A really long soundtrack... also a very good one. Unfortunately, like most soundtracks it gets quite repetitive, particularly taking into account the fact that it spreads through 2 CDs each counting over 70 minutes of music. With the same themes recurring over and over and over and over and over and over and over and over... you catch my drift.

So there are plenty of highlights here, particularly the theme song sung by Nat King Cole, which is always a delight. The main theme is quite an effective one and the music can be quite stirring and sweeping and everything a soundtrack for a costume epic with Ms. Taylor and Mr. Hudson should be.

Now I need to apologize to you, dear reader. I have been lately hanging out with musicians and other undesirables (met some journalists yesterday,) which means I've been arriving home too late to properly update this thing. I need to get back to a daily routine, maybe I'll start doing this in the morning (or early afternoon) in order to keep YOU (and me) in fresh albums each and everyday.

Track Highlights

1. Lion/The Song of Raintree County
2. Jeemie's Raintree/The Song of Raintree County (End Title) (chorus version)
3. The Song of Raintree County (instrumental)
4. Battle Montage/War Commentary

Final Grade

7/10

Trivia

From Wikipedia:

Elizabeth Taylor was nominated for the Academy Award for Best Actress. The film was also nominated for Best Art Direction-Set Decoration (William A. Horning, Urie McCleary, Edwin B. Willis, Hugh Hunt), Best Costume Design and Best Music, Scoring. The film was shot in a 65 millimeter widescreen process called MGM Camera 65, which was also used for MGM's 1959 version of Ben Hur.

Raintree County Song:


Saturday, May 08, 2010

1106 - Mojo 127. J.K. & Co. - Suddenly One summer (1968)





















Track Listing

1. Break of Dawn
2. Fly
3. Little Children
4. Christine
5. Speed
6. Crystal Ball
7. Nobody
8. O.D.
9. Land of Sensations and Delights
10. Time
11. Magical Fingers of Minerva
12. Dead

Review

In 1968 a 15 year old makes a track which could easily be mistaken for Radiohead... really? Yes, really. Although most of the album is pretty good psych, one track, Fly, puts this album above and beyond just good. Fly by itself makes this album an essential one to have.

The album itself is a conceptual "life of X" type thing, not particularly original by now, but the music often comes completely from left-field, there's a lot here which is common to the late 60s psychedelia but plenty which just sounds completely new.

That the album was a failure it isn't surprising, having released the 30 second instrumental first track as the single cannot have helped, and most of the album is too different from what was around to really be a commercial prospect, but now it is essential listening. Get it.

Track Highlights

1. Fly
2. Dead
3. Little Children
4. Christine

Final Grade


9/10

Trivia

From
Aquarium Drunkard:

Recorded in 1968, leader Jay Kaye was only 15 at the time, and for someone so inexperienced in the studio, the lyrics, vocals and musicianship are remarkably advanced. Traveling from his home of Las Vegas to Vancouver, Kaye worked with some of the areas top session players (including members of the popular local outfit, Mother Truckers Yellow Duck). Inspired by the Beatles recent psychedelic landmarks, and LSD itself, the album is lush with orchestral flair with a spiritual slant. Robert Buckley, himself a teenager, assisted Kaye with many of the albums arrangements and psychedelic effects. It was Buckley who created the decaying, backward effects that punctuate the masterful “Fly” – a track which sounds well of its time, familiar in feel to prime-era Radiohead.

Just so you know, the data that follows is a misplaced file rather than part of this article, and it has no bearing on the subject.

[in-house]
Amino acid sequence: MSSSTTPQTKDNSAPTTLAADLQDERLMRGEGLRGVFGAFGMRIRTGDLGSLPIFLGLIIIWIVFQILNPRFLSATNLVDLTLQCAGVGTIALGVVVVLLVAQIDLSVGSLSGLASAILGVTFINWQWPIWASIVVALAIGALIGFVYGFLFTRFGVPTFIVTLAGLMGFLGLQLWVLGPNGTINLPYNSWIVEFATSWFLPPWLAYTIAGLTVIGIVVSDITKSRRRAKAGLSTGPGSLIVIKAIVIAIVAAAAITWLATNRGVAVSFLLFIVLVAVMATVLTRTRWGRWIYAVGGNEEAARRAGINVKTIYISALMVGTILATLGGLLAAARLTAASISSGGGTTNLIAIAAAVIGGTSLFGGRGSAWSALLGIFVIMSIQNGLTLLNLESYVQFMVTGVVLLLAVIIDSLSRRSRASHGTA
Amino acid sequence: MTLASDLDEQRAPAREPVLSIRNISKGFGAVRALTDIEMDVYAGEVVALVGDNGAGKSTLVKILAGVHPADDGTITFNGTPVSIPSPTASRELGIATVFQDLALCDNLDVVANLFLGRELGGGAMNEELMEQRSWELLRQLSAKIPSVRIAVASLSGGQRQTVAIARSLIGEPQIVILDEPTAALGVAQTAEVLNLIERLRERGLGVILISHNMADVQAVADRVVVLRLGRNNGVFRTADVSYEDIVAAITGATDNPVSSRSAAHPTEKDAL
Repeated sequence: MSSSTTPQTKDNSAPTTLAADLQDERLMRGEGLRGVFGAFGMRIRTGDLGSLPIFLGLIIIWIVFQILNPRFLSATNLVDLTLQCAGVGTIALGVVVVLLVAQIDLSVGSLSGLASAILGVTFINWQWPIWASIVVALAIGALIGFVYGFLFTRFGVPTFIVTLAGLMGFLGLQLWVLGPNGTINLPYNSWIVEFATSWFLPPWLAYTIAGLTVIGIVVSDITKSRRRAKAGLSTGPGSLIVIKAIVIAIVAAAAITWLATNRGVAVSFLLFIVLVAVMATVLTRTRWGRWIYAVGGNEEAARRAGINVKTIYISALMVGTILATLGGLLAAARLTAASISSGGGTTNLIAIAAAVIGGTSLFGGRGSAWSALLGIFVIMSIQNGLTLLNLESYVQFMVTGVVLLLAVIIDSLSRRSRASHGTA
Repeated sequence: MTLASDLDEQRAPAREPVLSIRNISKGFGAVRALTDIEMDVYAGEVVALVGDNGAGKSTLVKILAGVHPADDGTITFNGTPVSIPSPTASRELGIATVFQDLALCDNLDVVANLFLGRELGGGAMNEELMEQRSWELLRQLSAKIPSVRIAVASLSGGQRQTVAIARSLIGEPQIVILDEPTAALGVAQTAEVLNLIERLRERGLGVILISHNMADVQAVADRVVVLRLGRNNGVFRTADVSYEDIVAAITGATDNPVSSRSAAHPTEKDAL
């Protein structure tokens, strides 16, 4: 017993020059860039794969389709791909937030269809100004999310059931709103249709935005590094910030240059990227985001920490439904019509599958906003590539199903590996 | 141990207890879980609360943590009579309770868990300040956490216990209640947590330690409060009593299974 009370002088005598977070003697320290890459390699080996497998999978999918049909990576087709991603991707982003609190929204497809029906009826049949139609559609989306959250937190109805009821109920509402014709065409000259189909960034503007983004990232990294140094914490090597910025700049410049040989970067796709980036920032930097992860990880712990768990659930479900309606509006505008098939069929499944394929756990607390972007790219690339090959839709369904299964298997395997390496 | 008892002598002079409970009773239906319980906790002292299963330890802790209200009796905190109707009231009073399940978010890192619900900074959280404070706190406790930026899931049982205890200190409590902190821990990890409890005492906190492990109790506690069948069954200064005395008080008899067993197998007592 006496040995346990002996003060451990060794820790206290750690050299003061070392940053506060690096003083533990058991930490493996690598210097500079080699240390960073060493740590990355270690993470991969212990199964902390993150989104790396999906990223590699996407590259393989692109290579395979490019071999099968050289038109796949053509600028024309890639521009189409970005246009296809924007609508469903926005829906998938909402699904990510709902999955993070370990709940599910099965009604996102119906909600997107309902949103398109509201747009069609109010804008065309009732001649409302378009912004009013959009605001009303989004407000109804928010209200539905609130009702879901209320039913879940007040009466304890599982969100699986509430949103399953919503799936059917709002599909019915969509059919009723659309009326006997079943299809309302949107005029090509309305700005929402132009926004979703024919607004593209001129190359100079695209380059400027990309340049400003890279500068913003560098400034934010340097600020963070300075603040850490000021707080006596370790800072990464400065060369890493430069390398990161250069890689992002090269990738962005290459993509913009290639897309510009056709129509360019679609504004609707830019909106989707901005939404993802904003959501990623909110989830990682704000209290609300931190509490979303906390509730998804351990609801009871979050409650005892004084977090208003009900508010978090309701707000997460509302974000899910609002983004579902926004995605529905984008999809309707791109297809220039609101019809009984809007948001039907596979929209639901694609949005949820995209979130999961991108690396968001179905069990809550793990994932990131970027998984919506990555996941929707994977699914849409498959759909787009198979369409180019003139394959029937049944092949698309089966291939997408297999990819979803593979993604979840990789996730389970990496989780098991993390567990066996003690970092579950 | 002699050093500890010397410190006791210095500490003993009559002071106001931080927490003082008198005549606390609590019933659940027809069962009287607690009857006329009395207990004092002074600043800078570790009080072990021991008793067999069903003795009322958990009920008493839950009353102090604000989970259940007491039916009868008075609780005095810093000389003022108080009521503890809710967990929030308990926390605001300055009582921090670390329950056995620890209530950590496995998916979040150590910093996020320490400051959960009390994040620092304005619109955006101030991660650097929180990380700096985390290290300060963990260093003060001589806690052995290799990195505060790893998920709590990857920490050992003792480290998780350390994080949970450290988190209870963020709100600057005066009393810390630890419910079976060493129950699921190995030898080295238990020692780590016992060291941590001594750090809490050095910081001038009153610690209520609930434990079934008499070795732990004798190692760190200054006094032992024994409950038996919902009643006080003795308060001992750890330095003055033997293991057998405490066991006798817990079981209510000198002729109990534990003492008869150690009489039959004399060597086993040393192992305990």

Fly:

Mojo 126. Dr. John, The Night Tripper - Gris-Gris (1968)

See Review

Saturday, May 01, 2010

1105 - Mojo 125. The Beach Boys - Friends (1968)





















Track Listing

1. Meant For You
2. Friends
3. Wake The World
4. Be Here In The Mornin'
5. When A Man Needs A Woman
6. Passing By
7. Anna Lee, The Healer
8. Little Bird
9. Be Still
10. Busy Doin' Nothin'
11. Diamond Head
12. Transcendental Meditation

Review

Although a great album, it is The Beach Boys after all, this comes as something of a disappointment. I was hoping it would be a discovery on the scale of a Surf's Up, but it really isn't. It's just very good.

It is a notch below the truly great Beach Boys album's we've had on this blog and even Smile. But even the worse of the Beach Boys is great (at least in this phase, the less said about Kokomo the better).

The overall feel of the album is one of happiness and slightly childish enjoyment, there is very little edge or real emotion to it, it is eminently pop, which isn't necessarily a bad thing but keeps it from being mind-blowing.

Track Highlights

1. Passing By
2. Friends
3. Transcendental Meditation
4. When a Man Needs a Woman

Final Grade

8/10

Trivia

From Wikipedia:

As work on the album began in February 1968, Mike Love, a recent convert to transcendental meditation (TM), departed on a two week trip to India (alongside The Beatles and Donovan) to study TM further with his new master, Maharishi Mahesh Yogi. In his absence, the remaining Beach Boys, Brian Wilson, Dennis Wilson, Carl Wilson, Al Jardine and, now an official member, Bruce Johnston recorded the bulk of Friends along with selected members of The Wrecking Crew.

Passing By:

Mojo 124. Small Faces - Ogden's Nut Gone Flake (1968)

See Review

Mojo 123. Os Mutantes - Os Mutantes (1968)

See Review